Atlantic Highlands Municipal Building
Judge Peter A. Locascio, the Municipal Court Judge in Atlantic Highlands and Highlands, has been accused of Judicial Misconduct by the Disciplinary Counsel of the Advisory Committee on Judicial Conduct (ACJC). The complaint can be found here.
Locascio is accused of exhibiting “extreme and personal” hostility towards an attorney appearing before him starting in August of 2008 and extending through early 2013, for failing to rule on recusal motions by that attorney after he was ordered to do so by his Assignment Judge, of using the powers of his office to his personal benefit and of conflicts of interest in allowing his personal attorney, a close personal friend, to appear before his court.
The attorney involved was not named in the complaint. “It could be several people,” said one member of the Monmouth County legal community speaking off the record, “Locascio is known to be caustic and vindictive.”
A complaint by the ACJC disciplinary counsel is an indication that an investigation into the initial complaint produced enough evidence to warrant an hearing before the committee. If after the hearing the committee determines that the Judge did violate the Code of Judicial Conduct the matter is referred to the State Supreme Court for public reprimand, censure, suspension, or removal. If the committee finds after its hearing that there is not clear and convincing evidence of Judicial Misconduct, it makes a recommendation to the Supreme Court to dismiss the complaint with or without private reprimand.
Posted: August 12th, 2014 | Author: Art Gallagher | Filed under: Atlantic Highlands, Highlands, Monmouth County, Monmouth County Court, NJ Courts, NJ Judiciary | Tags: ACJC, Advisory Committee on Judicial Conduct, Atlantic Highlands, Highlands, Judge Peter A. Locascio, Judicial Misconduct, Peter Locascio | 2 Comments »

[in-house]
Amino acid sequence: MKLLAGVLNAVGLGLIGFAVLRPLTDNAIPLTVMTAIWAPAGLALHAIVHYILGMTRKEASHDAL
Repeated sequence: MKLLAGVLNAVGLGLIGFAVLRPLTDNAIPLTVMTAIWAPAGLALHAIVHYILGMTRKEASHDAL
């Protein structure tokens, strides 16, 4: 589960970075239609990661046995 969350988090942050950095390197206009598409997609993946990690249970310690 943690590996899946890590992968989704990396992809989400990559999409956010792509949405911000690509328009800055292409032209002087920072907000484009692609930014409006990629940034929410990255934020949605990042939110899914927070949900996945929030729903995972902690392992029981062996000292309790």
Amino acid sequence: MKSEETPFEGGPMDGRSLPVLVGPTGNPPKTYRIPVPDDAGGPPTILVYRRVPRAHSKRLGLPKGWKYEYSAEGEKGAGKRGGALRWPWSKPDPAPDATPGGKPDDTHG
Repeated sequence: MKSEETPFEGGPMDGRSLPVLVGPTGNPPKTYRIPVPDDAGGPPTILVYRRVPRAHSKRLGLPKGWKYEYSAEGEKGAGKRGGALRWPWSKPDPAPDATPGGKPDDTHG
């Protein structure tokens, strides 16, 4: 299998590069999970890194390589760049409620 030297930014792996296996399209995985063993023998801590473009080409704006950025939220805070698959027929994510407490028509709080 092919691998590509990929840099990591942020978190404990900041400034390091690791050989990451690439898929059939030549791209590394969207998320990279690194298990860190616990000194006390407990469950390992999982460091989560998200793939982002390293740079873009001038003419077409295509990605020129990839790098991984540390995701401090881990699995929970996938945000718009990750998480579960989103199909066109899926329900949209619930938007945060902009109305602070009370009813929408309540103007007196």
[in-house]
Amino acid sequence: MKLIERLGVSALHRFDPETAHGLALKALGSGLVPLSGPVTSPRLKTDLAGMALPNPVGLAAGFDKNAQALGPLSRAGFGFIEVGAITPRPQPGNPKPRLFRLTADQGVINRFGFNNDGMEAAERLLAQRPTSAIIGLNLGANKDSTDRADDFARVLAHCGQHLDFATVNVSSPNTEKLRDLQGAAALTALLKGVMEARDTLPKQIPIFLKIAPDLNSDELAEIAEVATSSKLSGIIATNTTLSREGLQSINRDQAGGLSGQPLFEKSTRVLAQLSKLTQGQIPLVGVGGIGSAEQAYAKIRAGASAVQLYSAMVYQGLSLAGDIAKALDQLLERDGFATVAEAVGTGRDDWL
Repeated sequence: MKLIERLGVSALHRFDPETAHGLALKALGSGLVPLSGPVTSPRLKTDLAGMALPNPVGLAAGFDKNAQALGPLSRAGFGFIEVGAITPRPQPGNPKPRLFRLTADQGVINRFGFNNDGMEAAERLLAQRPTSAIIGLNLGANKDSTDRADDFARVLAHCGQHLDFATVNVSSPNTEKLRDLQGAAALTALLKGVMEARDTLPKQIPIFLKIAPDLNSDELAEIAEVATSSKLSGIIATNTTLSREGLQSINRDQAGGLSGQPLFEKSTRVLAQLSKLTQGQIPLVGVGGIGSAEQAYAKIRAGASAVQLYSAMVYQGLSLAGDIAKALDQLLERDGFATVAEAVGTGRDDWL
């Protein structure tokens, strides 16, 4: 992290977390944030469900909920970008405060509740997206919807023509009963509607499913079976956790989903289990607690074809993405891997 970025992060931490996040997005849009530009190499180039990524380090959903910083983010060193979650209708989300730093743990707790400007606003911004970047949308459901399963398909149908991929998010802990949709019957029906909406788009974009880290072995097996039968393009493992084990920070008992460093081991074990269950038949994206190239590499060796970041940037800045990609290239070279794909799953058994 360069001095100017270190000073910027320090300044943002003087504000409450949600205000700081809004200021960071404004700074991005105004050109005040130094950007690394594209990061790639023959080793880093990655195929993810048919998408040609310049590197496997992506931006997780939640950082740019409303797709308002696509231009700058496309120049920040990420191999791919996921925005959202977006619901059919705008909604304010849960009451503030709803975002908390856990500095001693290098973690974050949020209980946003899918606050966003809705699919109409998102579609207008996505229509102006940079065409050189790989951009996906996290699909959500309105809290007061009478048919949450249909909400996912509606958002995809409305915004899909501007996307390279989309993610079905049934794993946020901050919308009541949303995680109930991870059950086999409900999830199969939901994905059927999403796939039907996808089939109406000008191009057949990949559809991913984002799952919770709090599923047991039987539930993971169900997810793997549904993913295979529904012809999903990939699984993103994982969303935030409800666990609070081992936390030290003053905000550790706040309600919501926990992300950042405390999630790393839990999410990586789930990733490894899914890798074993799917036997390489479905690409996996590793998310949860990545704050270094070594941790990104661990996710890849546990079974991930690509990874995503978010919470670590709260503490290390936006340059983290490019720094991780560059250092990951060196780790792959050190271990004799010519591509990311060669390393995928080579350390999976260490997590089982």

Multiple divorce litigants with cases before Judge Paul X. Escandon have told MMM that they have been informed by Monmouth County Court personnel that Escandon will no longer be hearing their cases.
Judge Lawrence M. Lawson, the Assignment Judge of the Monmouth County Vicinage, confirmed the change in Escandon’s assignment.
Escandon will be hearing non-matrimonial cases, those of unmarried couples with children and/or property who need the Court’s involvement to resolve their differences and post-divorce cases that he currently has, according to Lawson. All family court judges will hear post divorce matters that are 12 months old or more.
Lawson said that the change is the result of his reassigning Judges to cope with the Court’s four vacancies and the temporary elevation of Judge Michael Guadagno to the Appeals Court.
A group of thirty women lead by former Long Branch resident Rachel Alintoff have been fighting get to Escandon recused from their cases and removed from the bench for several months due to what they say is a pattern of improper and illegal rulings regarding custody and support in favor of their wealthy estranged husbands. There complaints have ranged from revoking custody without a hearing to emanicipating a disabled teenager in order to void child support.
Alintoff brought her plight to Governor Chris Christie’s attention at a Town Hall meeting in Garfield on May 2. Since then the Advisory Committee on Judical Conduct has initiated an investigation into Escandon’s rulings based on Alintoff’s complaints and those of at least ten other women and one man.
Posted: July 24th, 2012 | Author: Art Gallagher | Filed under: Monmouth County, Monmouth County Court | Tags: Advisory Committee on Judicial Conduct, Divorce, Governor Chris Christie, Judge Lawrence M. Lawson, Judge Michael Guadagno, Judge Paul Escandon, Judge Paul X. Escandon, Rachel Alintoff | 38 Comments »